Monday, March 17, 2008

The OmegaCon Preview.

Courtesy of edit ninja Ted Speaker (and VO ninja Kyle Holman), here is the Interplanetary preview we showed at OmegaCon Saturday night.

EDIT: Link removed (see below).

This is kinda massive for a trailer (three minutes plus), so I'm only posting it for a limited time (let's say through April 1). After that we'll trim the running time to something more reasonable and re-post it. In the meantime, enjoy the long cut!

Now playing.

Neither of these flicks are reinventing cinema or anything, but they're worth a look if you like 70s-set crime capers or 70s-set Will Ferrell movies (respectively).

The Bank Job


"Other Worlds Than These" episode 024.

024: The Grip Guide.

Grips, as Wikipedia explains, are lighting and rigging technicians in the film and video industries. Whatever your job on a movie set, it is worth learning the whats, whys, and hows of grip work.

So it's handy that is producing a new podcast called The Grip Guide, which promises to deliver "all the essential information you need for life on a film set." The Guide is off to a good start. I like to think I know something about gripping, but the first three episodes of the Guide have already schooled me on a few things.

"Things..." episode 024.

024: Go tapeless.

Way back in episode 001, I talked about ditching videotape for Interplanetary. A few months ago, John purchased the awesome Sound Devices 702 audio recorder. As the 702 records to compact flash media, Interplanetary is pretty much tapeless at this point.

It's a good thing. I am much happier now that tape is mostly gone from my filmmaking life (we still occasionally employ the DVX100 as a video tap, and the DVX uses MiniDV cassettes). The only disadvantage I can see, as also mentioned back in episode 001, is the need for more backups. But tapeless means faster transfers of picture and sound from device to editing machine (via FireWire and/or USB 2) and less equipment (goodbye DigiBeta decks!).


So OmegaCon was kind of a bust as far as Hide and Creep was concerned -- the midnight screening didn't happen due to a scheduling mix-up. But we did get to show off the kick-ass Interplanetary preview that Ted Speaker put together, and local artist Katie McClung finished the awesome Interplanetary poster just in time for the Con.

Like I said, awesome.

Since they're printed one-at-a-time from a four-color silkscreen process, each poster is unique. Katie signed and numbered the first 25, and I'm considering selling a few of them for $20 each to help recoup some printing costs (silkscreen technology is old-school, but not inexpensive). If you'd like your own poster (the first official Interplanetary collectible!), let me know.

I'll post Ted's righteous Interplanetary preview for a limited online engagement sometime soon.

Also, as I'm way behind on "Things..." and "Other..." articles, I hope to post several of those this week. Stay tuned.

Thanks also to Mia for posing for Katie's poster.

Thursday, March 13, 2008

I'm watching...

... No Country For Old Men on Blu-ray. Man, it looks amazing.

I need to talk to Roger Deakins about shooting my next movie.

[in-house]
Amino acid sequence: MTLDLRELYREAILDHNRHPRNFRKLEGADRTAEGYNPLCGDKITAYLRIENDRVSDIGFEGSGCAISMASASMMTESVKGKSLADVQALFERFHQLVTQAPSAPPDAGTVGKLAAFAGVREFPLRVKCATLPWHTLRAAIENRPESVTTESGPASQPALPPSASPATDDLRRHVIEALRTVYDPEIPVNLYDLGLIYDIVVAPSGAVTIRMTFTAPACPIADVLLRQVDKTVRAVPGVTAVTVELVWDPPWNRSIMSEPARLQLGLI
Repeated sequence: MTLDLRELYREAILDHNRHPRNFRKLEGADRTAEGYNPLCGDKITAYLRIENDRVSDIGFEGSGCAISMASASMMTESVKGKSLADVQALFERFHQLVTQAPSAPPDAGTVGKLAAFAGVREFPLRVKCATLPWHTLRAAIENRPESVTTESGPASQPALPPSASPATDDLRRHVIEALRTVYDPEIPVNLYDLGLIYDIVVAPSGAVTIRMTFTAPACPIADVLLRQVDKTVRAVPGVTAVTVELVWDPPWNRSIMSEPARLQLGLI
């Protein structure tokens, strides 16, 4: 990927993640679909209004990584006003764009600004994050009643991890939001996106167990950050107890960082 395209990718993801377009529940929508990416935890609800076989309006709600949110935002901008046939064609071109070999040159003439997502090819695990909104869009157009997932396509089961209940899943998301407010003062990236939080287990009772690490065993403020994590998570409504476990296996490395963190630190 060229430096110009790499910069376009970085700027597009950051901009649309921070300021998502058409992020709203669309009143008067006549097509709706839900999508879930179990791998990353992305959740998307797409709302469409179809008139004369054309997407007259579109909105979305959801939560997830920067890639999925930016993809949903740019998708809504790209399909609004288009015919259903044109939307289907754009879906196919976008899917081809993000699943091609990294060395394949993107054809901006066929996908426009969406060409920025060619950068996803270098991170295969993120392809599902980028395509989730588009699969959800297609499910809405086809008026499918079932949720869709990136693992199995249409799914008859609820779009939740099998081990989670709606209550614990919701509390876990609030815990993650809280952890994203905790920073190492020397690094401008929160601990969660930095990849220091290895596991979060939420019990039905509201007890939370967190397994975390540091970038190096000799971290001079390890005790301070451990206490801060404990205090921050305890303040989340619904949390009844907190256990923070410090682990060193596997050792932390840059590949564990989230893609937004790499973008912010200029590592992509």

So I finally got an iPhone.

Now I'll be even more obsessive about checking email.

(Blogged from iPhone, of course.)

Wednesday, March 12, 2008

OmegaCon movies.

Courtesy of Lee Thrash, who put together the OmegaCon film fest, here is the Saturday Con movie schedule.

  • 8:00 AM: Frankenstein vs. the Monster From Blood Cove

  • 10:00 AM: Point of Fear

  • 12:30 PM: Shorts (First World, Subject J, Heartbeat)

  • 2:00 PM: Torment

  • 4:30 PM: Yesterday Was a Lie

  • 7:00 PM: Scream Farm

  • 9:00 PM: Like Moles, Like Rats

  • Midnight: Interplanetary Sneak Peek

  • 12:04 AM: Hide and Creep

Monday, March 10, 2008

More on OmegaCon.

I gave OmegaCon the briefest mention a few days ago. I can't tell you much about the Con you can't read on their web site. Which kind of sucks, since they don't really have any info about the Con film festival. I do know they're showing Hide and Creep around 11:59 PM on Saturday, and it will be preceded by a 3 minute, 12 second Interplanetary preview that I am rendering out to DVD as I type this.

I'm very excited about the preview. Ted Speaker edited it, and it makes me smile. To say any more would give too much away.

Looks like passes are $15 for a day and $40 for the whole weekend. The day pass is a bit expensive just to see our new preview. But if you catch a couple of other movies and other fun Con stuff, it's a bargain.

I'm also hoping to unveil the Interplanetary movie poster, courtesy of awesome local artist Katie McClung, at the Con. Katie has been working like a madwoman on this thing, and it's looking to be pulp-o-riffic. Barring any complications with the silk-screening process (old school!) we'll have a few of the posters with us this weekend.

If anybody makes it to the Con, email me and I'll try to catch up with you for a drink (hopefully we can find a bar within walking distance).

Photos (finally).

As any regular readers out there might have guessed, I never got enough time at a proper computer to do any blogging in Vegas. However, I did get some excellent photos of our first shooting day of 2008, courtesy of actor (and gentleman) Michael Shelton.

Thursday, March 6, 2008

In Vegas.

in vegas for day job. Blogging from iPod. More when I have time at proper computer.